UDP is a simple protocol that provides the basic transport layer functions. It has much lower overhead than TCP, because it is not connection-oriented and does not offer the sophisticated retransmission, sequencing, and flow control mechanisms that provide reliability.

This does not mean that applications that use UDP are always unreliable, nor does it mean that UDP is an inferior protocol. It simply means that these functions are not provided by the transport layer protocol and must be implemented elsewhere, if required.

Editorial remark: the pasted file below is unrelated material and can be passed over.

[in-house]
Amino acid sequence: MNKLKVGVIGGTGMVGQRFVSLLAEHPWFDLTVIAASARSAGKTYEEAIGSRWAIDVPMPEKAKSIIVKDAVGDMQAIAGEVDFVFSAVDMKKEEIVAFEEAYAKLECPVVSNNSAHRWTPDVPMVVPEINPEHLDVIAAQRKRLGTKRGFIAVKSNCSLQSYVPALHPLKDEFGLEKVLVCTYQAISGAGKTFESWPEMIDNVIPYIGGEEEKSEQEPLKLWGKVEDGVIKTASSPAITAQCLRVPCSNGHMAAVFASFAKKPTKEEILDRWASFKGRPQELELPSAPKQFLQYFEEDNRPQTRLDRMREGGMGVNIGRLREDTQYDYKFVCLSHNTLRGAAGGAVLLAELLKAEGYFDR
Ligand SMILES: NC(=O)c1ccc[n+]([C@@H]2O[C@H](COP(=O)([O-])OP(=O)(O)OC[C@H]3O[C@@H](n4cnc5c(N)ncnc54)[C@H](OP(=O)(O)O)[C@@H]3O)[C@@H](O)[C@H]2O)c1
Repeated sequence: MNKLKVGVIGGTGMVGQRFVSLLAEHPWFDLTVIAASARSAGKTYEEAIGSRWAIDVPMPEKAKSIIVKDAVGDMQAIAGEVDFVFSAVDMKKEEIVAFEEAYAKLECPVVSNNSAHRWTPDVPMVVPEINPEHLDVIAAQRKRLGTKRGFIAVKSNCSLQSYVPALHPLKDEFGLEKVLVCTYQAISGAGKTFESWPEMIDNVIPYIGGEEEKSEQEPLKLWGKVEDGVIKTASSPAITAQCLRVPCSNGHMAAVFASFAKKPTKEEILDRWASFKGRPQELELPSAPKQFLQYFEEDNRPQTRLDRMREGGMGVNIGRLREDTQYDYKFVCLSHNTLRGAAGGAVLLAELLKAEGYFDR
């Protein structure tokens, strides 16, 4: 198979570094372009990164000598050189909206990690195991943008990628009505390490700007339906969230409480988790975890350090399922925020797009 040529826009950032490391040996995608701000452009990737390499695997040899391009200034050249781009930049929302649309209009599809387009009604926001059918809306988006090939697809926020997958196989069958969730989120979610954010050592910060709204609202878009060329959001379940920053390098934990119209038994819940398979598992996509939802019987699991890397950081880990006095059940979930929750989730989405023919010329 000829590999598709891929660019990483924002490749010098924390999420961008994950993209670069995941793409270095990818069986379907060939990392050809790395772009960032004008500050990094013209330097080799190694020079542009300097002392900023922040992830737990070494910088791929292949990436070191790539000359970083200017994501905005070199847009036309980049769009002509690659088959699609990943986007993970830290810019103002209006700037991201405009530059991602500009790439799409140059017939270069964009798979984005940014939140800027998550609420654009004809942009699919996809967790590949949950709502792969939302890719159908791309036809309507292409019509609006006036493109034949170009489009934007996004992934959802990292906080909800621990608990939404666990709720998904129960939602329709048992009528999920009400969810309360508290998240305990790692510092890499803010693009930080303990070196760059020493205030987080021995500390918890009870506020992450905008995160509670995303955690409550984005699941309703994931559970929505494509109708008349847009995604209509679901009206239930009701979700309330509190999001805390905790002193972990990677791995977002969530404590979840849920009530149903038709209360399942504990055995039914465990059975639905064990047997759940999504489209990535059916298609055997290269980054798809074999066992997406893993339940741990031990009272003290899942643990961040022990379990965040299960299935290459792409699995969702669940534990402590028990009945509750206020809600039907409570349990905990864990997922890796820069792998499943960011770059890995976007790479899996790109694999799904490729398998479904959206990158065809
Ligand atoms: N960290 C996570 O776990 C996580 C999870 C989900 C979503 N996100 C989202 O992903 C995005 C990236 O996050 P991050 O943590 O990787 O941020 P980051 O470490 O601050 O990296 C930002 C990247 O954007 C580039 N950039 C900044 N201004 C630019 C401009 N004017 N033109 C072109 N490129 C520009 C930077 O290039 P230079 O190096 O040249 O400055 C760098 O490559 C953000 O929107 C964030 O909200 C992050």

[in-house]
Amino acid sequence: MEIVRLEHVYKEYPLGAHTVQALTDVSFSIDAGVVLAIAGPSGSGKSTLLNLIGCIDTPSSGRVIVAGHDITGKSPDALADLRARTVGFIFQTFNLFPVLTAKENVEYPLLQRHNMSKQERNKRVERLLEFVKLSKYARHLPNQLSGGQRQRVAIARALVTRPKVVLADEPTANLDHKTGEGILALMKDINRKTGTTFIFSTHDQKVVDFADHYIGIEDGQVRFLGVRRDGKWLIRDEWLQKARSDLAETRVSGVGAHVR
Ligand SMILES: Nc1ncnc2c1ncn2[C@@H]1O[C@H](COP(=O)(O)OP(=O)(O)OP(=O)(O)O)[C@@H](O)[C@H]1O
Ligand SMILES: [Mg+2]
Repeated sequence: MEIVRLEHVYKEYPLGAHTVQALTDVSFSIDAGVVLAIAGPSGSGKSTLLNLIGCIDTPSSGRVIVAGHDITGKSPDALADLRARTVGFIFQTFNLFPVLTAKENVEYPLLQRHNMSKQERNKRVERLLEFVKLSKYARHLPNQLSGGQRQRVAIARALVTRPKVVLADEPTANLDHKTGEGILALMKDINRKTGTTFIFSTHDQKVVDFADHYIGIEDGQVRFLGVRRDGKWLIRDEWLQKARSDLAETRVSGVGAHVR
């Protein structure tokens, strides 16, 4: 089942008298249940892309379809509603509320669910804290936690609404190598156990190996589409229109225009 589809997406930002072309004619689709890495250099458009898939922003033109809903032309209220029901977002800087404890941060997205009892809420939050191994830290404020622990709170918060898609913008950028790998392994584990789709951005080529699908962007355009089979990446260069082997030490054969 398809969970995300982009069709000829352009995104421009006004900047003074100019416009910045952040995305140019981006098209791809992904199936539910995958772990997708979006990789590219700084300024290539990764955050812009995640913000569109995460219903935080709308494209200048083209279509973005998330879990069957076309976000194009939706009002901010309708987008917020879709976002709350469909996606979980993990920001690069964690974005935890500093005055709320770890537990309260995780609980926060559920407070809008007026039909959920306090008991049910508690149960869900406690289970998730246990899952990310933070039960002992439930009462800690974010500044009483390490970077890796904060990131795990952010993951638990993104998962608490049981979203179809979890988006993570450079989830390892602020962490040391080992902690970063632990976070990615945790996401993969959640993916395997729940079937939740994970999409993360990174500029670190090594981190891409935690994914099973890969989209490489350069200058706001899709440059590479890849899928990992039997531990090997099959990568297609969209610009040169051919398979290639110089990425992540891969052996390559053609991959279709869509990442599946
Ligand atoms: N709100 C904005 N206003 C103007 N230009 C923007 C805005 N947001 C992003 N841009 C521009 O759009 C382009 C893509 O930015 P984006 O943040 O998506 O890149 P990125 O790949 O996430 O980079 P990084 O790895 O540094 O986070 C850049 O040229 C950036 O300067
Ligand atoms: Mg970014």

Although the total amount of UDP traffic found on a typical network is often relatively low, key application layer protocols that use UDP include:

Some applications, such as online games or VoIP, can tolerate some data loss. If these applications used TCP, they could experience large delays while TCP detects data loss and retransmits data. These delays would be more detrimental to the performance of the application than small data losses. Some applications, such as DNS, simply retry the request if no response is received; therefore, they do not need TCP to guarantee message delivery.

The low overhead of UDP makes it very desirable for such applications.